Motown founder Berry Gordy says the ailing music industry can reverse its slide if it puts the focus on good music.
‘‘When you get through all of this, it still gets back to the creativity — how good are you?’’ Gordy said as he accepted an award at a luncheon honoring him and producer Jimmy Jam on Friday.
‘‘You can’t replace talent — it’s the song, stupid,’’ he added.
Gordy made music history by launching Motown Records in Detroit decades ago, creating the ‘‘Motown sound’’ with acts like The Supremes, The Temptations, Stevie Wonder, the Jackson Five and other legendary acts.
Gordy is receiving an icon award from The Recording Academy following Sunday’s Grammy telecast, but he and Jam, who along with partner Terry Lewis has created hits for the likes of Janet Jackson, Usher, Mary J. Blige and more, were honored by Universal/Motown, EMI and some of the industry’s top executives at a private luncheon.
‘‘This is the first time I’ve felt success with a legacy,’’ Gordy told the crowd. ‘‘You really only feel successful when your family notices you ... you are my family in the business.’’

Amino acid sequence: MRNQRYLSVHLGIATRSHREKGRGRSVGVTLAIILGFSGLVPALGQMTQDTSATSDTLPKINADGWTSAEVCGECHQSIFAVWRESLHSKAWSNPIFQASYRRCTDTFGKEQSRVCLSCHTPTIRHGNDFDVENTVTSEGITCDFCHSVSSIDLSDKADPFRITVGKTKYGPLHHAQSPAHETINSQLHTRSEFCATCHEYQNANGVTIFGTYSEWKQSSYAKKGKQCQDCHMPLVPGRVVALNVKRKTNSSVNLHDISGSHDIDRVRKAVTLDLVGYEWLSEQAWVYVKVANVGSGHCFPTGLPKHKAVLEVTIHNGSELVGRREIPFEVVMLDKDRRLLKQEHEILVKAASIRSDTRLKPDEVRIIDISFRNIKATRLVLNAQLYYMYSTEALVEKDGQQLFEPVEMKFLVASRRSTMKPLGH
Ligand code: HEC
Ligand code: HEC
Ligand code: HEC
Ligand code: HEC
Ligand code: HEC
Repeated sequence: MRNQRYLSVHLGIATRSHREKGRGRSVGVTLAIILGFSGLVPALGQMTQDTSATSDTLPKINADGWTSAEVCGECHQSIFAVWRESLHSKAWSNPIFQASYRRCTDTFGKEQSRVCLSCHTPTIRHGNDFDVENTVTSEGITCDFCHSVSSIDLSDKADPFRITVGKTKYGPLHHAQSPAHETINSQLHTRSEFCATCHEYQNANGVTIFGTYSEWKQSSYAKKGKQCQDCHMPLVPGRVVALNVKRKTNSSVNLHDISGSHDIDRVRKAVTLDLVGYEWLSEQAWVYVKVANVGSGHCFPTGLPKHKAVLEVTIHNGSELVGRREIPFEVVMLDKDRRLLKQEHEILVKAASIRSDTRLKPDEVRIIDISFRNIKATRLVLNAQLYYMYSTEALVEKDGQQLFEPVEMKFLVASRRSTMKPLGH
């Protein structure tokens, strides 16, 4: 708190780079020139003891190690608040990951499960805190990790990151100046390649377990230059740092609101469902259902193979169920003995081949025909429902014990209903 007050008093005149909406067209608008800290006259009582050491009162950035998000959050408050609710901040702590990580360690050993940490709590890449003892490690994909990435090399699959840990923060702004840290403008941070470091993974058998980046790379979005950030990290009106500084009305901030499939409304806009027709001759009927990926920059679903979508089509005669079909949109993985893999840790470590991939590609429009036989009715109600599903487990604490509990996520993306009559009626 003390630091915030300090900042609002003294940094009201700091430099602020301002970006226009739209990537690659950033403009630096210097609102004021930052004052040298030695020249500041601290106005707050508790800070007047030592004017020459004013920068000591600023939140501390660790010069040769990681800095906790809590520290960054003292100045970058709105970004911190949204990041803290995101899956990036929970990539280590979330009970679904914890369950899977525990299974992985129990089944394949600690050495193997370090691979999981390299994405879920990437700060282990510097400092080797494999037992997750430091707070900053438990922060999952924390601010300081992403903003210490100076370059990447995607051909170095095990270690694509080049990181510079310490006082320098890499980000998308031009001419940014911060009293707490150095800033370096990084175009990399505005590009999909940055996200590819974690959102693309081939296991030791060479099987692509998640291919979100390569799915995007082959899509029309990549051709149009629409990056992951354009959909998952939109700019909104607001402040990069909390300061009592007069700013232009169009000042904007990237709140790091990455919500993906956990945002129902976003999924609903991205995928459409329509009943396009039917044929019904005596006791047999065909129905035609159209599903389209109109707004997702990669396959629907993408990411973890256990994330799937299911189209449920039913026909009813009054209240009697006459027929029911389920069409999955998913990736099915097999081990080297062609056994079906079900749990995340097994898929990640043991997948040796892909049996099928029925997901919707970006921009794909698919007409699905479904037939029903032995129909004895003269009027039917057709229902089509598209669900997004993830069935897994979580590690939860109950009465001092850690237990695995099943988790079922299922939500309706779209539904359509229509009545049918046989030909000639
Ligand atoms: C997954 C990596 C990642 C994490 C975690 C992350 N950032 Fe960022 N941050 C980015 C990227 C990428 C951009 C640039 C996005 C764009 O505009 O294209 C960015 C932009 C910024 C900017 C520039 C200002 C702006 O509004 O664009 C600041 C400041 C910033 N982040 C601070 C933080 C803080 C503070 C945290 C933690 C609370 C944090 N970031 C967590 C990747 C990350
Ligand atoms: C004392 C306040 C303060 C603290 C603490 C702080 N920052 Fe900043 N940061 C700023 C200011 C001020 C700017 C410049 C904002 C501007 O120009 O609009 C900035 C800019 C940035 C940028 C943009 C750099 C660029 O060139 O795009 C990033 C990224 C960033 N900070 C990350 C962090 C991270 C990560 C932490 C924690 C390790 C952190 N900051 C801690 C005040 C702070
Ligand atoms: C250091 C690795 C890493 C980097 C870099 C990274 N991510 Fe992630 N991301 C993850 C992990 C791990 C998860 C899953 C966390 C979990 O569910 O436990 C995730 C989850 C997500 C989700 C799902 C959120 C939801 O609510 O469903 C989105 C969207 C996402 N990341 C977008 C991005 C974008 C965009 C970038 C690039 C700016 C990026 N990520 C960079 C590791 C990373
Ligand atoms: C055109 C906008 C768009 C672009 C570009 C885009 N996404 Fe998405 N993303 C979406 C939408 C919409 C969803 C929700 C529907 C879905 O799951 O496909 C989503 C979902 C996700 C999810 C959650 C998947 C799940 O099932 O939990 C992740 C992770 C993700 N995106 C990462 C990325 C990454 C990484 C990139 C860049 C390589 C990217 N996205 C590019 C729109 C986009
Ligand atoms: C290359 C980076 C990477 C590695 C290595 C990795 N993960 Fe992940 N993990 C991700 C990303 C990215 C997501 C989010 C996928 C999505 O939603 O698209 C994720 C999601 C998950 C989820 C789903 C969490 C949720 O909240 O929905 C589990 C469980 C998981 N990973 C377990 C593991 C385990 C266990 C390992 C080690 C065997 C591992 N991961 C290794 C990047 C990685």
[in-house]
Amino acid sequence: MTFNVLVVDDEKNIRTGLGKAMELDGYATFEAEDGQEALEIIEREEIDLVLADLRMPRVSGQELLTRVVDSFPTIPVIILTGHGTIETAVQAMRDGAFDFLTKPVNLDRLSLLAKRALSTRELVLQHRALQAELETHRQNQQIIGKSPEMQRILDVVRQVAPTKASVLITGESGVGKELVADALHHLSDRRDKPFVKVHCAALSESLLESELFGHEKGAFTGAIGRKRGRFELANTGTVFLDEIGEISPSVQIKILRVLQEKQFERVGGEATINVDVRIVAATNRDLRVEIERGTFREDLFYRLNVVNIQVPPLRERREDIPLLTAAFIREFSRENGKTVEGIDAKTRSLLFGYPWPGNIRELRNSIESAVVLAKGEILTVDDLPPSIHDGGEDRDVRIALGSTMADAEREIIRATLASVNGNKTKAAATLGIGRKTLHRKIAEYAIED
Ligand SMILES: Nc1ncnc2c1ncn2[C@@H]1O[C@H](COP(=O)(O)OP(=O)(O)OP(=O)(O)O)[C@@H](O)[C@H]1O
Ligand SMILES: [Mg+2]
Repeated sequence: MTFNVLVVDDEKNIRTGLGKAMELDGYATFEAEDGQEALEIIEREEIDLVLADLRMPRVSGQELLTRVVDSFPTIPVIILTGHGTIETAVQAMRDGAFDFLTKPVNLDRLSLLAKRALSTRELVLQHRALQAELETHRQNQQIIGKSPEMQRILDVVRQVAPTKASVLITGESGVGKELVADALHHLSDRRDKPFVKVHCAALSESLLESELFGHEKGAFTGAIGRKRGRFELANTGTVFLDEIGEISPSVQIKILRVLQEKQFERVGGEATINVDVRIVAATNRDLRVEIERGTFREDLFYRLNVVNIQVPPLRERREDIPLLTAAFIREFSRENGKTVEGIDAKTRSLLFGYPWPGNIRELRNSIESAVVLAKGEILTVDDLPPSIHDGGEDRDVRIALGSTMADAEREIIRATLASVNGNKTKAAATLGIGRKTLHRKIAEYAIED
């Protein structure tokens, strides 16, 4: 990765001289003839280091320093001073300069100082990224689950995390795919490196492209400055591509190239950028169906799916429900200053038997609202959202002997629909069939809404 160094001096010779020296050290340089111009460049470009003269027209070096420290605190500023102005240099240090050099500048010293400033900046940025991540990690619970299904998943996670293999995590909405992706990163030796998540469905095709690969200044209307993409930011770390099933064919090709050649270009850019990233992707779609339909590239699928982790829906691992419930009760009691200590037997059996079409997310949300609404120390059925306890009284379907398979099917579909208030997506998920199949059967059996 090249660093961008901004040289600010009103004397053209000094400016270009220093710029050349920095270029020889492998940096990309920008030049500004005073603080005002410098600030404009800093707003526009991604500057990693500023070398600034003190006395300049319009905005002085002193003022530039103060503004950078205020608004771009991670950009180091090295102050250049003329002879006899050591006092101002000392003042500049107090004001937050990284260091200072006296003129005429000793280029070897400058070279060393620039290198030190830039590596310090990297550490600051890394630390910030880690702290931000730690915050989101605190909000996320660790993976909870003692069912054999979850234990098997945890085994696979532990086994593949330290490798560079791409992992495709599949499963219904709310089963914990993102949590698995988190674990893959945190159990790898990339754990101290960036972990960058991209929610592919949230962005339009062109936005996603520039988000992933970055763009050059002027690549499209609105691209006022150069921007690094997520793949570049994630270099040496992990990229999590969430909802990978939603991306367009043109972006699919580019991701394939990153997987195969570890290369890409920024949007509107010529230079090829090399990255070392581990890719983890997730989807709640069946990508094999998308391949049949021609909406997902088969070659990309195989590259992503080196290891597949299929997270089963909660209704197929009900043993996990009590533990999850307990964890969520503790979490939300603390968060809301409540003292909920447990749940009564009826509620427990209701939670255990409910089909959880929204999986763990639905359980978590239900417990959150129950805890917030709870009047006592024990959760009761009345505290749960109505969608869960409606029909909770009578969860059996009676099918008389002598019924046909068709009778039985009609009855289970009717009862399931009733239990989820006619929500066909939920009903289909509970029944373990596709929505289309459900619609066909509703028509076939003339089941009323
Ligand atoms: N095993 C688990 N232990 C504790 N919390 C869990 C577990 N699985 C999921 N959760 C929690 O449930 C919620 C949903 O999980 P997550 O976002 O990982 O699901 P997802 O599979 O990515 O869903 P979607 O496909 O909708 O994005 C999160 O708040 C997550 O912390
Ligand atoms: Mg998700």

Blige held back tears as she lauded Gordy: ‘‘He’s made a foundation that’s so strong.’’
She also celebrated Jam, who is chairman of the Record Academy’s Board of Trustees.
‘‘In the ’80s, every single song on the radio was written by Jimmy Jam and Terry Lewis,’’ she joked. ‘‘They looked into my life and they made the most influential song of my career ['No More Drama’]. Everyone swears that I wrote that.’’
Lewis also paid tribute to his partner, who he has known and worked with for over three decades. They started making hits together in the group The Time, which will perform on Sunday’s Grammy telecast.
‘‘If he was a woman, I probably would have married him,’’ joked Lewis. ‘‘He is my other half; he completes me.’’